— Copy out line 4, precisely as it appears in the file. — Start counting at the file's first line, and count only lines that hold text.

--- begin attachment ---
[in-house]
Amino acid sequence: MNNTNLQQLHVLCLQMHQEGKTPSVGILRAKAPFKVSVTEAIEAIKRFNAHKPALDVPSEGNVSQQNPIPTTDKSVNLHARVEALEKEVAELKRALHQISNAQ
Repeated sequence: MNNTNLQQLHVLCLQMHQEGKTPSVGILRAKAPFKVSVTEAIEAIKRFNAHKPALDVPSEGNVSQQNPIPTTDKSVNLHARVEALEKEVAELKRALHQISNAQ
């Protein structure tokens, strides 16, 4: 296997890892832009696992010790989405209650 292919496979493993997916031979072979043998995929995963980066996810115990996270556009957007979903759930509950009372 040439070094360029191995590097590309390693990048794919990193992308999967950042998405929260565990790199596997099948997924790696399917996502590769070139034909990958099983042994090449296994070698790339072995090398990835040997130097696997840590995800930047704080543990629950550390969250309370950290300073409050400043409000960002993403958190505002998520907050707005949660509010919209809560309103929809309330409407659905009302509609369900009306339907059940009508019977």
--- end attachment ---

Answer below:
């Protein structure tokens, strides 16, 4: 296997890892832009696992010790989405209650 292919496979493993997916031979072979043998995929995963980066996810115990996270556009957007979903759930509950009372 040439070094360029191995590097590309390693990048794919990193992308999967950042998405929260565990790199596997099948997924790696399917996502590769070139034909990958099983042994090449296994070698790339072995090398990835040997130097696997840590995800930047704080543990629950550390969250309370950290300073409050400043409000960002993403958190505002998520907050707005949660509010919209809560309103929809309330409407659905009302509609369900009306339907059940009508019977």